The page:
Thursday, 9 February 2012

In which I roast a chicken (no, really)

I have not gone mad. Of course I roast chickens all the time. Of course you know how to roast a bloody chicken. The last thing we need is yet another way to roast a chicken. And yet, and yet, there might be something else to try.

Last Sunday was a bit of a shocker. Still limping through the after-effects of flu, iced in (because of course we move to the North and become the only place in Britain not to get beautiful dreamy drifts of snow but blanket sheet ice literally falling in lethal lumps from a dour sky) with nowhere to go and dying of boredom, I decided I would cook the roast chicken I had planned for dinner The Heston Way (cue ‘dah-dah-DAH!’). This involved brining, a slow cook, a long rest and a final blasting roast. It looked to be a bit of a haul and I was sceptical as to how worth it it would be.

I had to cut corners not least because I decided to embark upon it at 10.30am, a good 14 hours later than Heston would have you start. First you theoretically brine your chicken in a 6% salt solution overnight. Do not panic: I too have no idea what that means so I followed his instructions of 300g salt to 5 litres water in a stockpot and plop in the untrussed chicken. I left it for 3 1/2 hours; this was all I could leave it for as I have a rule on Sundays we all eat together and that means dinner about 5.30 and this sucker had to cook for at least three of those hours left. I drained it, dried it off, smeared it with butter and shoved a lemon up its bum then stuck it in the oven at about 110C. Now, he stipulates 90C but my oven doesn’t have such a low temperature on the dial and I wasn’t even sure it would come on, so I upped it to visible temperature.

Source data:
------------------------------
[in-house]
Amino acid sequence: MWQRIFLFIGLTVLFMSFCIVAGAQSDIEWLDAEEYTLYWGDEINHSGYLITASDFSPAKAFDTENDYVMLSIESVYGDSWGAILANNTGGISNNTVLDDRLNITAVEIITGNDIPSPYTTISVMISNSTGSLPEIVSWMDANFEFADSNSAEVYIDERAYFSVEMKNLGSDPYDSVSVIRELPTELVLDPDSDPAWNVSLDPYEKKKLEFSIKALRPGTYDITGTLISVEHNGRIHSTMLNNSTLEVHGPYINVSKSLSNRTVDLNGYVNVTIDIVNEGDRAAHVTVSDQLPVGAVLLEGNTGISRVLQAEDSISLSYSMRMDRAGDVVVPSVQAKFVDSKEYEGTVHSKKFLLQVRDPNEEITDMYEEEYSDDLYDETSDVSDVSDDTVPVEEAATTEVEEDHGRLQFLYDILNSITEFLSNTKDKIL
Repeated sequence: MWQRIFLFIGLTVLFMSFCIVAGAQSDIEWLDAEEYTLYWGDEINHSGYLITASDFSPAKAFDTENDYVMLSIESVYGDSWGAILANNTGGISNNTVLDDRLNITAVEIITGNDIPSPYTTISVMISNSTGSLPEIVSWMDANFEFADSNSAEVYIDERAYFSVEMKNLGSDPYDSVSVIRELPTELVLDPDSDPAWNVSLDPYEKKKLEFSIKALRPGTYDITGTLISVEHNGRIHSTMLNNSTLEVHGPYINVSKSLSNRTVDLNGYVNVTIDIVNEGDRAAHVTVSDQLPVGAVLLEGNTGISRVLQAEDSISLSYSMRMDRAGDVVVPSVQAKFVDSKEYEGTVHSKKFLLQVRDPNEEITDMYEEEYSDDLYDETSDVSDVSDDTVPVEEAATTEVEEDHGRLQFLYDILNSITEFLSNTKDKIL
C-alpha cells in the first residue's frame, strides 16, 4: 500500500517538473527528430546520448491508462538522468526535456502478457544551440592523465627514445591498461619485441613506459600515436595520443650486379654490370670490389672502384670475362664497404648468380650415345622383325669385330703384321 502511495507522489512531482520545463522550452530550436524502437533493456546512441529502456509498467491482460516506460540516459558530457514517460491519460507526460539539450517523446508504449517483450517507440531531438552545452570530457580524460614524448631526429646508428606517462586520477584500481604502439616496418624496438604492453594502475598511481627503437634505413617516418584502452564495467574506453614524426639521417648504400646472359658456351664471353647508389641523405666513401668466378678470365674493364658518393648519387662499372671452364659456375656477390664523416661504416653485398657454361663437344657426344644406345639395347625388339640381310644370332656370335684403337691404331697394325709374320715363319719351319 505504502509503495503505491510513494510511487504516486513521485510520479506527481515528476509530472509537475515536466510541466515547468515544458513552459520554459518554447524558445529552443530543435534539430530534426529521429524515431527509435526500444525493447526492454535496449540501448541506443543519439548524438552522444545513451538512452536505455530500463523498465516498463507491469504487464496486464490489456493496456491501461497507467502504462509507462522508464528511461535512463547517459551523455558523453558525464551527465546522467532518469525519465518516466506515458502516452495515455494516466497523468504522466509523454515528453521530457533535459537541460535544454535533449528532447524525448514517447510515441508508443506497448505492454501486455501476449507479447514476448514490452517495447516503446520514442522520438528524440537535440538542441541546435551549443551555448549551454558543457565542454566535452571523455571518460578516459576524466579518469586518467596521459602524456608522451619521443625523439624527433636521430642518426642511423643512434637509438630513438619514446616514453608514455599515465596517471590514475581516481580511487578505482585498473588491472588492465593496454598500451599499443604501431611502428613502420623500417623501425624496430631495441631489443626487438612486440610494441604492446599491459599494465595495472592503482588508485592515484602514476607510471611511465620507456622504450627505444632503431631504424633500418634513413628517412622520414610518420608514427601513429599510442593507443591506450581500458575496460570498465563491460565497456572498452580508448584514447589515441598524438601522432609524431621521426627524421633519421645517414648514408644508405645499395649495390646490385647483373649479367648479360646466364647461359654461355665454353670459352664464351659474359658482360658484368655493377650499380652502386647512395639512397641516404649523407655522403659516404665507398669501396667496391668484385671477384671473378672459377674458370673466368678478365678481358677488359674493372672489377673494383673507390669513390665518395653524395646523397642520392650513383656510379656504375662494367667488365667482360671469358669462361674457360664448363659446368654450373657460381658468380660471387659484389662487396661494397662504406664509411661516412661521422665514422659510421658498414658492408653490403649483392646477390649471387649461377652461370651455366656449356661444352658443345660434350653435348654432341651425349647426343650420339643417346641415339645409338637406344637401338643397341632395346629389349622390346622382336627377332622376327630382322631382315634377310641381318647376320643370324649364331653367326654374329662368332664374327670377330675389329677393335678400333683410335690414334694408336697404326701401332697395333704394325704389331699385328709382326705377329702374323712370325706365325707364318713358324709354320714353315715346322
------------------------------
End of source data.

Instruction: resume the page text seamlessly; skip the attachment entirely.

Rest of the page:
After 3 hours (about 4.30pm) I took the chicken out of the oven. It did not look promising. Pallid, flobby, and practically swimming in its own juices. Blee. There is a reason Heston tells you to put it on a rack. Do it. However I gamely stuck my thermometer into the thickest part and checked the temperature. He wanted it to be about 65C; mine read just over 70C. ‘That’s cooked enough for me’ I thought as I poured off the juices into a measuring jug and left it to rest sweatily on the side. I mean, roast chicken looks great, no? This really doesn’t. You have to keep the faith a bit at this point. Heston rests his chicken for 45 minutes before a final basted roasting for 10-15 minutes to crisp up the skin – but he forgot about the roast potatoes. This is where timing goes out the window but I don’t think it matters a jot.

Your roast potatoes are going to need, say, 45 minutes in a really hot oven, so get them boiled and ready to go in when the chicken comes out. Whack the oven up, get the potatoes in and get on with your gravy (if you make it separately like I do). If you do, spoon off the fat from the top of the juices, then pour those juices into the gravy to really concentrate the flavour. If you make yours in the tin, hold onto them for later.

20 minutes before the chicken is ready, melt a little butter and white wine together in a pan and baste the chicken with it. Perhaps brush it on with a sprig of rosemary. Season. Place the chicken in the oven and cook until the skin is golden and crisp. Mine took 12 minutes. Remove from the oven with the potatoes and foil over to keep warm.Working  quickly, either reheat your gravy or heat the leftover juices in the roasting tin and season.

Finally, carve your chicken. Now, this is the thing. I think this method is really going to show results on a supermarket chicken; I think the better quality the chicken you buy, the less difference you’ll see in the end result. However, the point is the chicken meat is firmer, it tastes amazing and it is of course juicy (although I have never cooked a dry chicken, so I can’t possibly comment. I don’t know how you do cook a dry chicken.) The gravy with all those flavours returned to it is also knock-out. And the leftovers are where it gets really good; as the chicken remains so moist, the leftovers really do stay good for some time.